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This article explains how to create Web query (.iqy) files for use with Microsoft Excel 97.
In Microsoft Excel 97, Web queries allow you to query data from a specific World Wide Web, Internet, or intranet site and retrieve the information directly into a Microsoft Excel worksheet. Microsoft Excel 97 includes some sample Web queries.
Definition of a Web Query FileA Web query file is a text file that contains from one to four lines of text where each line of text is separated by a carriage return. Web query files can be created in any text editor, such as Notepad, and they are saved with the .iqy extension.
Creating a Web Query FileTo create a Web query file, follow these steps:
Using Static and Dynamic Parameters in a Web QueryIn Web queries, you can use static and/or dynamic parameters. Static parameters send query data without prompting you for any values. Dynamic parameters prompt you to type one or more values when the Web query is executed.
The syntax for parameters is as follows:
<parameter>=<value string>where <parameter> is the name of a parameter (for example, stock) and <value string> is a value.
The value string can be one of the following values.
In the dynamic value string, the first argument (value1) is the name of the value to be entered. The second argument is the message that appears when the Web query is executed.
Parameter type Value string ----------------------------------------------------------- Static value1 Dynamic ["value1","Please enter the first value:"]
If multiple parameters are required, separate them with an ampersand character (&). The following example illustrates the syntax:
quote1=stock1"e2=stock2When multiple values are sent for a single parameter, separate them with a plus sign (+). The following example illustrates the syntax:
quote1=stock1+stock2"e2=stock3+stock4You can combine static and dynamic parameters within a single parameter string. The following example illustrates the syntax:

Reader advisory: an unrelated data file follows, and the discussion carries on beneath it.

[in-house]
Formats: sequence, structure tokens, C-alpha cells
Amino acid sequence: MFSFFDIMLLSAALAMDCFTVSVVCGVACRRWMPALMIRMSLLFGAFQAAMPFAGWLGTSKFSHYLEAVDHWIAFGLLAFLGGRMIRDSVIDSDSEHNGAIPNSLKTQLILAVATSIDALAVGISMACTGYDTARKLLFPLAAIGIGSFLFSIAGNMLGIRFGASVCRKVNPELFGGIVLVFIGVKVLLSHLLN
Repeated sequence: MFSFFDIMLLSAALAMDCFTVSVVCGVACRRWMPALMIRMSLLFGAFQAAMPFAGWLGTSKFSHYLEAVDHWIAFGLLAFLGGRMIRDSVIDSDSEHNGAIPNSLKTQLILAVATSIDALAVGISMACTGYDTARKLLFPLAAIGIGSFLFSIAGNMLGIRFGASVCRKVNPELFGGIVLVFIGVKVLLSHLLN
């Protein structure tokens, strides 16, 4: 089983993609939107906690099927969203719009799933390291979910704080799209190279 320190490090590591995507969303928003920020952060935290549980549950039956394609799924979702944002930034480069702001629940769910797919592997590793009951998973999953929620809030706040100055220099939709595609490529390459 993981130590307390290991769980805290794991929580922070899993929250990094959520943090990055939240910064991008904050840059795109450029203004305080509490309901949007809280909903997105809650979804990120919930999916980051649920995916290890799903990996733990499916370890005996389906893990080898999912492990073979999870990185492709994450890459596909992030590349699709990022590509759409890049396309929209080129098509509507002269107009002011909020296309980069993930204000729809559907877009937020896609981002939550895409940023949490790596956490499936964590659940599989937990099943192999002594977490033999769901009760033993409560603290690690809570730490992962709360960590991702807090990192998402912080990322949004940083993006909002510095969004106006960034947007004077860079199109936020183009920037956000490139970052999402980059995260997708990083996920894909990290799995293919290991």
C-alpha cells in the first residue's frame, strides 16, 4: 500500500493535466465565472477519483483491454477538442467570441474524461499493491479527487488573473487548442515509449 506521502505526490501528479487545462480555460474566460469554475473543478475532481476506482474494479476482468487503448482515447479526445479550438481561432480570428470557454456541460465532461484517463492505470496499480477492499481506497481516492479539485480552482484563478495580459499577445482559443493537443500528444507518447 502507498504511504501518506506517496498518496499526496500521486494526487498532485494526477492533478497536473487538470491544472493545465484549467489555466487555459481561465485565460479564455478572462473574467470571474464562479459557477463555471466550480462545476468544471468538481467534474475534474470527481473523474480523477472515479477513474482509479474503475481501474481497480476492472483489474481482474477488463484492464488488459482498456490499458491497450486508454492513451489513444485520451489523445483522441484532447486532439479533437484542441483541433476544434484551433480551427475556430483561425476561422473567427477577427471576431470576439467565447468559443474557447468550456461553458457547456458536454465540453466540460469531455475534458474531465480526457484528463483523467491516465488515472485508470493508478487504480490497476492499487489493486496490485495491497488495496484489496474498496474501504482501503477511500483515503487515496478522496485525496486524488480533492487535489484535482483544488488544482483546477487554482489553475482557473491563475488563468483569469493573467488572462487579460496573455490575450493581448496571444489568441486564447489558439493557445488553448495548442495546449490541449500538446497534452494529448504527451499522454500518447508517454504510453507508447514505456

quote1=stock1"e2=["stock2","Please enter the second value:"]
Examples of Web Query FilesThe following examples are designed to demonstrate the syntax used by Web query files in Microsoft Excel 97.
NOTE: The following examples are not functional Web queries.
This example sends the value "wyut" to the Client.exe and retrieves a value. You are not prompted to type any values. The parameter is sent using the GET method.
If you like, you can omit the first two lines and use the following line:
WEB 1 http://www.weylandyutani.com/cgi-bin/client.exe?quote=wyut
It is acceptable to omit the first two lines when you create the .iqy file. This is true for all of the examples shown in this article.
This example sends the values "wyut" and "hypd" to the Client2.exe, and then retrieves values. You are not prompted to type any values. The parameters are sent using the POST method.
WEB 1 http://www.weylandyutani.com/cgi-bin/client2.exe quote1=wyut"e2=hypd
This example prompts you to type a stock symbol, sends that symbol to the Client.exe, and retrieves a value. The parameters are sent using the GET method.
NOTE: The third and fourth lines of this example should be typed on a single line in your text file.
WEB 1 http://www.weylandyutani.com/cgi-bin/client.exe?quote1= ["stock1","Please enter a stock symbol:"]
Example FourThis example sends the value "wyut" and a value that you are prompted to enter to the Client2.exe, and then retrieves the values. The parameters are sent using the POST method.
WEB 1 http://www.weylandyutani.com/cgi-bin/client2.exe quote1=wyut"e2=["stock2","Please enter a stock symbol:"]
"Microsoft Excel Web Resource Kit for Microsoft Excel 97," pages 4-6
Article ID: 157482 - Last Review: October 8, 2003 - Revision: 2.0
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This article was written about products for which Microsoft no longer offers support. Therefore, this article is offered "as is" and will no longer be updated.
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